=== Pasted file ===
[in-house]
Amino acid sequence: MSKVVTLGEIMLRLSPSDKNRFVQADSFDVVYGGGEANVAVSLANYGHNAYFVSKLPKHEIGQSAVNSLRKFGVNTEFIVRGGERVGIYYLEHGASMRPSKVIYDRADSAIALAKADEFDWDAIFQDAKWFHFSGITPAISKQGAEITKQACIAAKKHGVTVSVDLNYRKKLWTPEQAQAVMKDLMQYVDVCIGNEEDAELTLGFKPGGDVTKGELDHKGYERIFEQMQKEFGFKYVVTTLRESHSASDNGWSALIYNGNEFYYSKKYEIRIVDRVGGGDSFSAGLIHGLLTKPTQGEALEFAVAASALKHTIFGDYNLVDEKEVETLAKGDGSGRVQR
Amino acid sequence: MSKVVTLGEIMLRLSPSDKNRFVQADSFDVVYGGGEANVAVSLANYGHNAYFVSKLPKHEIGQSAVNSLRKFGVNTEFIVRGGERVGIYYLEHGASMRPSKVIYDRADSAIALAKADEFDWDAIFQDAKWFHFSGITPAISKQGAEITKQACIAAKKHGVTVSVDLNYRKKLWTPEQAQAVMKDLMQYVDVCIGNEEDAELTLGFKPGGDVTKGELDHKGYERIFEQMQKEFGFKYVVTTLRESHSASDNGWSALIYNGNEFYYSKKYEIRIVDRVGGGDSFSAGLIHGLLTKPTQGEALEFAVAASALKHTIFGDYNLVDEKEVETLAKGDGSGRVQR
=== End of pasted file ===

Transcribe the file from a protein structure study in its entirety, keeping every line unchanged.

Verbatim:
[in-house]
Amino acid sequence: MSKVVTLGEIMLRLSPSDKNRFVQADSFDVVYGGGEANVAVSLANYGHNAYFVSKLPKHEIGQSAVNSLRKFGVNTEFIVRGGERVGIYYLEHGASMRPSKVIYDRADSAIALAKADEFDWDAIFQDAKWFHFSGITPAISKQGAEITKQACIAAKKHGVTVSVDLNYRKKLWTPEQAQAVMKDLMQYVDVCIGNEEDAELTLGFKPGGDVTKGELDHKGYERIFEQMQKEFGFKYVVTTLRESHSASDNGWSALIYNGNEFYYSKKYEIRIVDRVGGGDSFSAGLIHGLLTKPTQGEALEFAVAASALKHTIFGDYNLVDEKEVETLAKGDGSGRVQR
Amino acid sequence: MSKVVTLGEIMLRLSPSDKNRFVQADSFDVVYGGGEANVAVSLANYGHNAYFVSKLPKHEIGQSAVNSLRKFGVNTEFIVRGGERVGIYYLEHGASMRPSKVIYDRADSAIALAKADEFDWDAIFQDAKWFHFSGITPAISKQGAEITKQACIAAKKHGVTVSVDLNYRKKLWTPEQAQAVMKDLMQYVDVCIGNEEDAELTLGFKPGGDVTKGELDHKGYERIFEQMQKEFGFKYVVTTLRESHSASDNGWSALIYNGNEFYYSKKYEIRIVDRVGGGDSFSAGLIHGLLTKPTQGEALEFAVAASALKHTIFGDYNLVDEKEVETLAKGDGSGRVQR